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Flight Testing and Real-Time System Identification Analysis of a UH-60A Black Hawk Helicopter with an Instrumented External Sling Load

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Master's thesis

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Historically, helicopter and load combinations have been qualified through flight testing, requiring considerable time and cost. With advancements in simulation and flight test techniques, there is potential to substantially reduce costs and increase the safety of helicopter sling load certification. Validated simulation tools make possible accurate prediction of operational flight characteristics before initial flight tests. Real time analysis of test data improves the safety and efficiency of the testing programs. To advance these concepts, the US Army and NASA, in cooperation with the Israeli Air Force and Technion, under a Memorandum of Agreement, seek to develop and validate a numerical model of the UH-60 with sling load and demonstrate a method of near real time flight test analysis. This thesis presents results from flight tests of a US Army Black Hawk helicopter with various external loads. Tests were conducted as the US first phase of this MOA task. The primary load was a container express box CONEX, which contained a compact instrumentation package. The flights covered the airspeed range from hover to 70 knots. Primary maneuvers were pitch and roll frequency sweeps, steps, and doublets. Results of the test determined the effect of the suspended load on both the aircrafts handling qualities and its control systems stability margins. Included were calculations of the stability characteristics of the loads pendular motion. Utilizing CIFER software, a method for near-real time system identification was also demonstrated during the flight test program.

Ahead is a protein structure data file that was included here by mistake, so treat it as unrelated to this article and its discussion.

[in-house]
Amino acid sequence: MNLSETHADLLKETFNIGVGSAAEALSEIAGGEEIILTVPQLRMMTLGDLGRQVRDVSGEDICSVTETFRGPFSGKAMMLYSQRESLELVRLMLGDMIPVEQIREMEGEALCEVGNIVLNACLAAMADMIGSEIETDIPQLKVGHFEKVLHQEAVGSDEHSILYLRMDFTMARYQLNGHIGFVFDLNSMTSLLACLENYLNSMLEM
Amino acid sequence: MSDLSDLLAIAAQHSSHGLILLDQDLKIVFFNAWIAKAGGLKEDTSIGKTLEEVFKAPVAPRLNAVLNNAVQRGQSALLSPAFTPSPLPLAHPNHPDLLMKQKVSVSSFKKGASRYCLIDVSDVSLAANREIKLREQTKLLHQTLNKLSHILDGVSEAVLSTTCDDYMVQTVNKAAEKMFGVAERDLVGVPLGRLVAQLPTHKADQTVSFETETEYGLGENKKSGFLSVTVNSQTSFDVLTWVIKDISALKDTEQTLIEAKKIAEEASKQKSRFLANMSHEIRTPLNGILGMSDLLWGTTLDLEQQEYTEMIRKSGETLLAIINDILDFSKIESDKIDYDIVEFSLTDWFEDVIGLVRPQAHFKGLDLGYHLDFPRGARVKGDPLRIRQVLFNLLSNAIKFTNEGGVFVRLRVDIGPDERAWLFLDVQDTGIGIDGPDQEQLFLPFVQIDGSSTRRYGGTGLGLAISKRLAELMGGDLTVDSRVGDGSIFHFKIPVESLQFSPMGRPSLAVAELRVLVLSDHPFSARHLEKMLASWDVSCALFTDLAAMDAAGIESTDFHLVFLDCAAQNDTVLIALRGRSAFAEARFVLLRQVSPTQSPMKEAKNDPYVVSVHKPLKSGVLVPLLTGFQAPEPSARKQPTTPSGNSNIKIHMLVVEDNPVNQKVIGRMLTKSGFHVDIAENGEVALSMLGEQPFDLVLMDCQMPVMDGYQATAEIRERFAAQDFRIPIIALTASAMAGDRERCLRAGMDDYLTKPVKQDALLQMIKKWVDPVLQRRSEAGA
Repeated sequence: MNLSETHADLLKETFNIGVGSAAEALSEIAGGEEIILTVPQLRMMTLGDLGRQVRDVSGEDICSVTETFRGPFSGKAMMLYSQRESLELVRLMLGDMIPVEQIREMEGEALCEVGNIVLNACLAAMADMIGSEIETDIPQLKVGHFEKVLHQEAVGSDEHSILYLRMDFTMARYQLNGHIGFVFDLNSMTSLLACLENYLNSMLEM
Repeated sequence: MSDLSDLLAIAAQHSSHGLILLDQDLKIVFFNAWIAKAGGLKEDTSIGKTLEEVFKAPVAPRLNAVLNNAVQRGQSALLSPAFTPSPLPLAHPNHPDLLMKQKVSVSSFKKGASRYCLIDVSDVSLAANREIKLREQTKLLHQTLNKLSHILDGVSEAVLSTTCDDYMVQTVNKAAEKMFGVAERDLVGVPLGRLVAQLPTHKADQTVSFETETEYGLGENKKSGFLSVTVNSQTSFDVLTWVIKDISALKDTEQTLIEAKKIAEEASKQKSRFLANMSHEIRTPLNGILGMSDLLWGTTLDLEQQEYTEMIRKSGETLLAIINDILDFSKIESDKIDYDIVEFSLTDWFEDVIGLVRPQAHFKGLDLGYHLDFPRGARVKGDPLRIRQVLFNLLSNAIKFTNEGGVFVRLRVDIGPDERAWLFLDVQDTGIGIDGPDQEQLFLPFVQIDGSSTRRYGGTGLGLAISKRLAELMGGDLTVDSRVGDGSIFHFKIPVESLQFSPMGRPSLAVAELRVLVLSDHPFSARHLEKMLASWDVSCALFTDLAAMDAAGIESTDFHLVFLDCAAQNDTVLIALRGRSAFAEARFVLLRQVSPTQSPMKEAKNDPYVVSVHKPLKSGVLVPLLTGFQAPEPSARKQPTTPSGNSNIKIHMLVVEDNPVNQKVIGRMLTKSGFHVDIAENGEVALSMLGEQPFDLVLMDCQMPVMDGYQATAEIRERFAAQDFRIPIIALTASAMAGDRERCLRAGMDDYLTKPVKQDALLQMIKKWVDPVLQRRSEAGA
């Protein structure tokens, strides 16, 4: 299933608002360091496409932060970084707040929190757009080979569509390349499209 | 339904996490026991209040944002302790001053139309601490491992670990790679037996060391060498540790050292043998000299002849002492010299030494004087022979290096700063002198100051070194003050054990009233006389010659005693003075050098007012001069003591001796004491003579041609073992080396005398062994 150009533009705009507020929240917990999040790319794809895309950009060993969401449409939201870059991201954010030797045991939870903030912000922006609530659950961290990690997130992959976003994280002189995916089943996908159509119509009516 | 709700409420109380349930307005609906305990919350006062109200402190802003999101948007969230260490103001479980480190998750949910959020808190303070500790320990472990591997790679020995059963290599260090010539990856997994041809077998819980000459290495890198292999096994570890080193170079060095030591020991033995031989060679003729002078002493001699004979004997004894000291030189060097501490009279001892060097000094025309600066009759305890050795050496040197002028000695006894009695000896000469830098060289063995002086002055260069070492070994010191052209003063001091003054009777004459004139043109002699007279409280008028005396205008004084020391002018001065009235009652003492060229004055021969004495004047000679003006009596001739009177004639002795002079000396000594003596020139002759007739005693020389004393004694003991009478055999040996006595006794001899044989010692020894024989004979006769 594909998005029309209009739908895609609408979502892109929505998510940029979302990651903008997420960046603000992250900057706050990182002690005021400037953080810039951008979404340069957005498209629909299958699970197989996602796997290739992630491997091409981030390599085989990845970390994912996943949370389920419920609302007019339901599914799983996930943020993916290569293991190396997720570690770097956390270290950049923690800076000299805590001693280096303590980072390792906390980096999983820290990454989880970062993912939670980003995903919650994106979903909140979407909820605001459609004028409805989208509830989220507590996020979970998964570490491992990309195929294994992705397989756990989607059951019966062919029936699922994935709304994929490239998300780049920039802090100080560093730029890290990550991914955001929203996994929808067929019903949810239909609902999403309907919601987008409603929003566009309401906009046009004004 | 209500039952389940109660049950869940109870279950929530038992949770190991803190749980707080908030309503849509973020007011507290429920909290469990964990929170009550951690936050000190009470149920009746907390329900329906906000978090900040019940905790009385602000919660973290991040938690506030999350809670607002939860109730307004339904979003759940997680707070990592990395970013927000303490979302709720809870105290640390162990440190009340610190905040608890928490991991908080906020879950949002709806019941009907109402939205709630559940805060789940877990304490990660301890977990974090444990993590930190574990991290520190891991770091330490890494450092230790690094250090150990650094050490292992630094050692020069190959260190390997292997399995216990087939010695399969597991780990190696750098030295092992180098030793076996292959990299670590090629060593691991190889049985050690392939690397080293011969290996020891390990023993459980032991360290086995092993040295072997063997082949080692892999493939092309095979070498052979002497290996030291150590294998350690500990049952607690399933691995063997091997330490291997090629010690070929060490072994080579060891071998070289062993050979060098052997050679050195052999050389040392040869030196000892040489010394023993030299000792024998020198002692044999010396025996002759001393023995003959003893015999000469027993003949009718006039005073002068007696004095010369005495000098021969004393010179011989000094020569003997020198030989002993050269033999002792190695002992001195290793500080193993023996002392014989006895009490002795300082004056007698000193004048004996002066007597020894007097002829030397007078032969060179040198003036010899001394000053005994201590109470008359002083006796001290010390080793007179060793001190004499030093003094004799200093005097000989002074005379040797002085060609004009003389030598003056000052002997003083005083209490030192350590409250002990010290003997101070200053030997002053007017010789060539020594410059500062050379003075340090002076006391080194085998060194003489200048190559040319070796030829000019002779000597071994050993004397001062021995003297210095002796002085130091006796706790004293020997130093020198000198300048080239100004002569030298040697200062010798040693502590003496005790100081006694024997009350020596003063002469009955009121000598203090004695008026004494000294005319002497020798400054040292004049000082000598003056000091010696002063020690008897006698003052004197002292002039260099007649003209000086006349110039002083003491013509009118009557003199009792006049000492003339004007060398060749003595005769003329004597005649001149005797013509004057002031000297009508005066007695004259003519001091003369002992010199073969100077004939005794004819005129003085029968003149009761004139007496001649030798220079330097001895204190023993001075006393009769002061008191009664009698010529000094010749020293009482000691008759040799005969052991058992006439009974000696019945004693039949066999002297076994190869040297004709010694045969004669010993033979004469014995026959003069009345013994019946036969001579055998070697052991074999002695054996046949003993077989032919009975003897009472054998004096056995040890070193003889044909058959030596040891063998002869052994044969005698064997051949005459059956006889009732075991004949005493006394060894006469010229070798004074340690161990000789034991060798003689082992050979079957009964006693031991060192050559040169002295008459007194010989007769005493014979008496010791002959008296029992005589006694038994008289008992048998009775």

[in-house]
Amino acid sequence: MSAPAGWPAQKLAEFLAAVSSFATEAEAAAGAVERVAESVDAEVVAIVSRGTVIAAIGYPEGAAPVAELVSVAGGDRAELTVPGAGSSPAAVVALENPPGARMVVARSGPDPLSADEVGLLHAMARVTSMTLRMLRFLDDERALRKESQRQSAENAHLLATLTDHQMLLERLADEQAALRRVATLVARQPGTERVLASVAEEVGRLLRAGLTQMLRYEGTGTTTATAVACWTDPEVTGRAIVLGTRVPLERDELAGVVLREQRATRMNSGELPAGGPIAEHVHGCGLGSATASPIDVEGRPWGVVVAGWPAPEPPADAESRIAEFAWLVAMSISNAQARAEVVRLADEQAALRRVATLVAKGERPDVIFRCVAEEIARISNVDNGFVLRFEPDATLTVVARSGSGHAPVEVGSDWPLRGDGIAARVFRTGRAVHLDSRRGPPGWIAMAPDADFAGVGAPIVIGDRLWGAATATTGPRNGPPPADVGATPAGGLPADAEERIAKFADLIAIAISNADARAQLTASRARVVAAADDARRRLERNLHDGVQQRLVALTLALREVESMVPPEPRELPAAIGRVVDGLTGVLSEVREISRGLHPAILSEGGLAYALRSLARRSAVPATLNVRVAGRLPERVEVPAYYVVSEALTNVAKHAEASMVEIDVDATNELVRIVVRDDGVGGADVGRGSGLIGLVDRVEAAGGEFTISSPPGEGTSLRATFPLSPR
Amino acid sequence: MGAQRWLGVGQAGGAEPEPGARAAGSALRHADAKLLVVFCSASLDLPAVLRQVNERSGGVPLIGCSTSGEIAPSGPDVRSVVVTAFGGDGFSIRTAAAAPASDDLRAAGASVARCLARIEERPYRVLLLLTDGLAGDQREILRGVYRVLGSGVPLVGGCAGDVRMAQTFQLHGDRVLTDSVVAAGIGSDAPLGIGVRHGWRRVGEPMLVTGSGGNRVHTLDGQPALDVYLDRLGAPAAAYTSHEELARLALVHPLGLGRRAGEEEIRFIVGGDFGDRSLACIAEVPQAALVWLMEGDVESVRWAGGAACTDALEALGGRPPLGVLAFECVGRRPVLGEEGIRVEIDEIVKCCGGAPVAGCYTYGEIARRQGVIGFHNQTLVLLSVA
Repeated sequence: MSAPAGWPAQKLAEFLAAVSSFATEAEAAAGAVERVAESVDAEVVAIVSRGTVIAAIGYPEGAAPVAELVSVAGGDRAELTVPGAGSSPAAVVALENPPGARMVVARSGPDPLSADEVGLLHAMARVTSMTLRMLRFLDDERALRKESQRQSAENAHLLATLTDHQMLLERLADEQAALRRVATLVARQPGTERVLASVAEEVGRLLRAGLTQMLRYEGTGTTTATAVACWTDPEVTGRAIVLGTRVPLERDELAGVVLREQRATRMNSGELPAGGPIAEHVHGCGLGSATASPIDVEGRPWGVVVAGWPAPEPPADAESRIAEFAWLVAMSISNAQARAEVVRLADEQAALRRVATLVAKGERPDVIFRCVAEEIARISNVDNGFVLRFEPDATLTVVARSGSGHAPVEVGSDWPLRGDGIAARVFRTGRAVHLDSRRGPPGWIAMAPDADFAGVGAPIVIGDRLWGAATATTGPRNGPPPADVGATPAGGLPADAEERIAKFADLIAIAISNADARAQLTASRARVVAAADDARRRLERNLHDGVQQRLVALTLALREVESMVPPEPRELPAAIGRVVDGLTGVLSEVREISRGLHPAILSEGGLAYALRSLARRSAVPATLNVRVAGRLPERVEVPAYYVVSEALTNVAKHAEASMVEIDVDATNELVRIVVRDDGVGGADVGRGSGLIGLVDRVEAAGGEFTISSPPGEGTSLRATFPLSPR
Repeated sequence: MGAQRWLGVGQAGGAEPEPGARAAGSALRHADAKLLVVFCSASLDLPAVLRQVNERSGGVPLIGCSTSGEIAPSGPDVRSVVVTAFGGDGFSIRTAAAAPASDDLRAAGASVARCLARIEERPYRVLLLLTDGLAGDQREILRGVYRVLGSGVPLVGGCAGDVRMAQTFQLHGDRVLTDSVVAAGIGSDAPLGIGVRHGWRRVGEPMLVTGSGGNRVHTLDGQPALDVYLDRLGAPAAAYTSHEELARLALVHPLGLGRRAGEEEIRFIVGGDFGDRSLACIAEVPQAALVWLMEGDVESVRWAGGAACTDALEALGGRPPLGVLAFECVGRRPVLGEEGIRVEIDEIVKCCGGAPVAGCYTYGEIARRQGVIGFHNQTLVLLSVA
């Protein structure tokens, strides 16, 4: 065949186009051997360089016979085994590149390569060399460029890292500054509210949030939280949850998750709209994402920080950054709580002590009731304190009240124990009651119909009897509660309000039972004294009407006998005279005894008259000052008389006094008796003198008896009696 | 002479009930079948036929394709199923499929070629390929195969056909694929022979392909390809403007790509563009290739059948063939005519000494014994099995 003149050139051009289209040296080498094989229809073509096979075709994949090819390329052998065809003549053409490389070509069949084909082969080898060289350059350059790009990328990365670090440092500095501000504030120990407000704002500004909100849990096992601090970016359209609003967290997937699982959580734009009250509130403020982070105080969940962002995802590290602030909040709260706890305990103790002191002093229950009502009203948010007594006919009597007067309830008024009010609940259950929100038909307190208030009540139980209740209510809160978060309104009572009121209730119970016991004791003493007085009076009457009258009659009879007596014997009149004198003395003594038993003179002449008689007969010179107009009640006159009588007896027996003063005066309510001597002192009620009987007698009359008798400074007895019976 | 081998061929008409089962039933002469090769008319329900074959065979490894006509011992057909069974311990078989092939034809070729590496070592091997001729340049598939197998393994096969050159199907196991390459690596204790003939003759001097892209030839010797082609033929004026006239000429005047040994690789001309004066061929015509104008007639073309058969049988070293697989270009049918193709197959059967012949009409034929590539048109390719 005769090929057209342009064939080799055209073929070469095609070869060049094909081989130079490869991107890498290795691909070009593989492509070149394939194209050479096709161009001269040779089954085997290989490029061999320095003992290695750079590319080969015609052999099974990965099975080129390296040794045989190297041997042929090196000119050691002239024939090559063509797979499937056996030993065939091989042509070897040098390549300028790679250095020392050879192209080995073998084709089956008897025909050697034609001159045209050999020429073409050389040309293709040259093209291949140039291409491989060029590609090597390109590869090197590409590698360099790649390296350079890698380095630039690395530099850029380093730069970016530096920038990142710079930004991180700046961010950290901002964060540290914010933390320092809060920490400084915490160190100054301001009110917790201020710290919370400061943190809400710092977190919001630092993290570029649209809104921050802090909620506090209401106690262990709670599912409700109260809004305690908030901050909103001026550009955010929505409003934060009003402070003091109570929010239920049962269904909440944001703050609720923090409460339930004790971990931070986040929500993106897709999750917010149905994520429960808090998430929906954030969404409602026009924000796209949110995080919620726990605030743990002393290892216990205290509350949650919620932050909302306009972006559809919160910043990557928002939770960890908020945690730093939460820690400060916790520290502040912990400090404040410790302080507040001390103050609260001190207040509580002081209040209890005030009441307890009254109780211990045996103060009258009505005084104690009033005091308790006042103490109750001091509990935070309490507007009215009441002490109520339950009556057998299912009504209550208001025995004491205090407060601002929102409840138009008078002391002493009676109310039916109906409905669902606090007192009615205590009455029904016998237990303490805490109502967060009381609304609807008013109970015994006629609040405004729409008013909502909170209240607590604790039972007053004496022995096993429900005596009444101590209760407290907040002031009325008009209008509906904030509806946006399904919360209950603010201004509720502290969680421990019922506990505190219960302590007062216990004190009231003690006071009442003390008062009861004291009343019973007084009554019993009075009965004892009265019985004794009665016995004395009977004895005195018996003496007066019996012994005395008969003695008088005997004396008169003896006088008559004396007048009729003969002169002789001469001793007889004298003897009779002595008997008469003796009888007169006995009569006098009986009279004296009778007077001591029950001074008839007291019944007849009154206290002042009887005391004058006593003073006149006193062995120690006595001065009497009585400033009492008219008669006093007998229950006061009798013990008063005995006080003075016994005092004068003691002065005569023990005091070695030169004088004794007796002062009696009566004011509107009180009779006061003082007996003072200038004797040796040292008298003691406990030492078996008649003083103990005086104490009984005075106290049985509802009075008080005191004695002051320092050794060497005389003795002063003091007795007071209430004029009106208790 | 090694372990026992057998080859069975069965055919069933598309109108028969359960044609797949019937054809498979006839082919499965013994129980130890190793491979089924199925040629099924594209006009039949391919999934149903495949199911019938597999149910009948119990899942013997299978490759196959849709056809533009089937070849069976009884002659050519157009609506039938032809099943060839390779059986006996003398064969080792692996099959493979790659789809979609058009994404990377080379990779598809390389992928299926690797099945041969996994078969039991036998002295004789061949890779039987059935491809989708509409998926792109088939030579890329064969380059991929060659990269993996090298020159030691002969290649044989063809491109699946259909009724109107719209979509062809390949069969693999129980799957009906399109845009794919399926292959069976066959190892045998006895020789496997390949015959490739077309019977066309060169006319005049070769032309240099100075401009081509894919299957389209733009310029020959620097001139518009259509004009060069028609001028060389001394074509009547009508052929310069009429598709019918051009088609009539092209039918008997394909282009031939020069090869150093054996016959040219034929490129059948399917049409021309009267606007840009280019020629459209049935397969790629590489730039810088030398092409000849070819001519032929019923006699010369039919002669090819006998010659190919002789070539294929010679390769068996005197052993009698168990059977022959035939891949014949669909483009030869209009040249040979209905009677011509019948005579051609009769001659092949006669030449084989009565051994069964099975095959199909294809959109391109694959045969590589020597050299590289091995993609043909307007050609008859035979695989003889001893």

Subject Categories:

  • Aerodynamics
  • Helicopters
  • Computer Programming and Software

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